The word of the year for 2018 speaks to the times we live in. Every year, candidates for Word of the Year are debated and one is eventually chosen that is judged to reflect the ethos, mood, or preoccupations of that particular year and to have lasting potential as a word of cultural significance.
Chosen by Dictionary.com 2018’s word of the year is misinformation. Misinformation is defined as “false information that is spread, whether there is the intent to mislead”.
Example: In the chaotic hours after the shooting, a lot of misinformation was reported in the news.
Another example involves false information found on the Internet. One of the most popular forms of misinformation on the Internet, especially via e-mail, is the passing along of urban legends. Urban legends are fabricated or untrue stories that are passed along by sincere people who believe them…and feel the need to “inform” others. Here’s a personal example: Many parents (including my own) spread misinformation they thought was genuinely helpful (and true) on young girls barely escaping being a murder victim when a man in a shopping mall (always a mall) asks for assistance in finding his car. For some unknown reason never addressed in the myth, when the care is located the man opens his car trunk, which is full of saws, ropes, chloroform, and other ghastly devices. There are always extreme holes in the stories, as the would-be killer opening his trunk. According to the Dictionary.com organization, spreading misinformation has become rampant in recent years. In this sharply divided nation, the misinformation has also become more political. Instead of serial killers in mall parking lots, Hilary Clinton was accused of kidnapping, molesting, and trafficking children in the back rooms of the Comet Ping Pong Pizza Restaurant, much to the surprise and horror of Comet Ping Pong Pizza owners.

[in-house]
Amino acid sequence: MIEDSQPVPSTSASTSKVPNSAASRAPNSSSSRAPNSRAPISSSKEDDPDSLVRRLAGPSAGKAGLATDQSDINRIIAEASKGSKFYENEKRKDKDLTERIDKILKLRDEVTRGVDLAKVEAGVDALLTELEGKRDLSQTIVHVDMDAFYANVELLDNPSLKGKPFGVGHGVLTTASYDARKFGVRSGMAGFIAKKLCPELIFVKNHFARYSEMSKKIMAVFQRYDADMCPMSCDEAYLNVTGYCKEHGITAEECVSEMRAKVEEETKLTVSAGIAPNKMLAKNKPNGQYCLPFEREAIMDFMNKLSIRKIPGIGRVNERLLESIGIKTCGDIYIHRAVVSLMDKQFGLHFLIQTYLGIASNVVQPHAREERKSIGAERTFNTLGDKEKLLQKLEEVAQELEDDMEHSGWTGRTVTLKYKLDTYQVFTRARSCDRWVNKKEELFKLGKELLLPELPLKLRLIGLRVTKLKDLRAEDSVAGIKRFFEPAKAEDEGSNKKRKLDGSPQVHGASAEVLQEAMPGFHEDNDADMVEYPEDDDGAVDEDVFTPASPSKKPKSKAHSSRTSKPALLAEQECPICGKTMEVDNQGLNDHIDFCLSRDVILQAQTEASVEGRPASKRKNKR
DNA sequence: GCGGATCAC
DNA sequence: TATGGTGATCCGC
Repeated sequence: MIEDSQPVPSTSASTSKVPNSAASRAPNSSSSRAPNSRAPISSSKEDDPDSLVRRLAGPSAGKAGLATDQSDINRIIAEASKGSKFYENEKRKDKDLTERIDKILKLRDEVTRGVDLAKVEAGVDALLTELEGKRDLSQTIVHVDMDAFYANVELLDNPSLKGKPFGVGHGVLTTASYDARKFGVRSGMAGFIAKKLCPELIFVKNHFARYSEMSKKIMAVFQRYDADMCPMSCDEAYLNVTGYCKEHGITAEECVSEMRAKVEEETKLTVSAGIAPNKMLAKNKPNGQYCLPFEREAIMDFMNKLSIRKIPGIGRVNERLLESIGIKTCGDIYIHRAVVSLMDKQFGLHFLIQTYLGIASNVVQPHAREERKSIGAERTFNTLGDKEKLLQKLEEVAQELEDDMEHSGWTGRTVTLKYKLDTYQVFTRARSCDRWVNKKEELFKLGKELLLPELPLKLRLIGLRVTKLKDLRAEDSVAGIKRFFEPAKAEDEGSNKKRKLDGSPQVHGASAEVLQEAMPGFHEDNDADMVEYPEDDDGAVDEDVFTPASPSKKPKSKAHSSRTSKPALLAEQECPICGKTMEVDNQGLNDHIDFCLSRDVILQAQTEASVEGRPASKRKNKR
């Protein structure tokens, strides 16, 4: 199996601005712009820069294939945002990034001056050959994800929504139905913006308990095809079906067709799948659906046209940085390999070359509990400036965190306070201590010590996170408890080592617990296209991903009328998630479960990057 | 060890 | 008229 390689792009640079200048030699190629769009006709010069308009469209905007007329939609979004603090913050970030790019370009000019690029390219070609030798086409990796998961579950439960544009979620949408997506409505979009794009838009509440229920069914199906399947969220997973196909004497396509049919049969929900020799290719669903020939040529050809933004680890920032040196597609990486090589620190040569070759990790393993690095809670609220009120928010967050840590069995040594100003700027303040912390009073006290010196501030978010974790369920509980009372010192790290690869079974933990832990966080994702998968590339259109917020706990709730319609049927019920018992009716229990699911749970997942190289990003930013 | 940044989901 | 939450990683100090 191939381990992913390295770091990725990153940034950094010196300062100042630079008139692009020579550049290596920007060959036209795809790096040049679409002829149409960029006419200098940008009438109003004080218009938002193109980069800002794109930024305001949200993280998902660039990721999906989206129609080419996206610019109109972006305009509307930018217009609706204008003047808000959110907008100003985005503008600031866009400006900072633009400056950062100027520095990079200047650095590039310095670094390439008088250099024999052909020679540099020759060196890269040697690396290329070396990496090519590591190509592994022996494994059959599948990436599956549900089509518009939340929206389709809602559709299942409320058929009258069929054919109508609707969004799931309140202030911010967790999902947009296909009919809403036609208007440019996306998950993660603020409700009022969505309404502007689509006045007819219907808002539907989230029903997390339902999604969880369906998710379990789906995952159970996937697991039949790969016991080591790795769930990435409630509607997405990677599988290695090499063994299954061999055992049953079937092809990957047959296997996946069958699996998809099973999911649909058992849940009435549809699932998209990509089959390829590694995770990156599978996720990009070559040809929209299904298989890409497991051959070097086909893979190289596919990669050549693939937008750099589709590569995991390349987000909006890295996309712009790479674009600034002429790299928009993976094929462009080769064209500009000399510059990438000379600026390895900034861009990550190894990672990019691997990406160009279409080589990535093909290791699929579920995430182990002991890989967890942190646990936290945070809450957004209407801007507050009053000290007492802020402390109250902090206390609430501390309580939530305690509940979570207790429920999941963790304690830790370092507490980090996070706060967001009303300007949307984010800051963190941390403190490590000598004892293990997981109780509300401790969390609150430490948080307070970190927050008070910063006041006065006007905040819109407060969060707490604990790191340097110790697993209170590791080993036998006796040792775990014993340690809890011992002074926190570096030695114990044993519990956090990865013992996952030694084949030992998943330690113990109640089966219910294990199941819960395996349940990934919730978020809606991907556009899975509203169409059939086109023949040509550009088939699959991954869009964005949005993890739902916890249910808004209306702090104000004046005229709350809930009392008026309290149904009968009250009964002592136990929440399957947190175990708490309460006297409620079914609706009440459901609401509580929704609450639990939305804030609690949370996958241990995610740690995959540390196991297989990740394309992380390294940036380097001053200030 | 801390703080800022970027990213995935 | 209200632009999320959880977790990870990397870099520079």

Misinformation should not be confused with the word disinformation. Disinformation is defined as “false information that is intended to mislead, especially propaganda issued by a government organization to a rival power or the media”.
Both of these words figure prominently in the continued proliferation of ‘fake news’, the word of the year for 2017.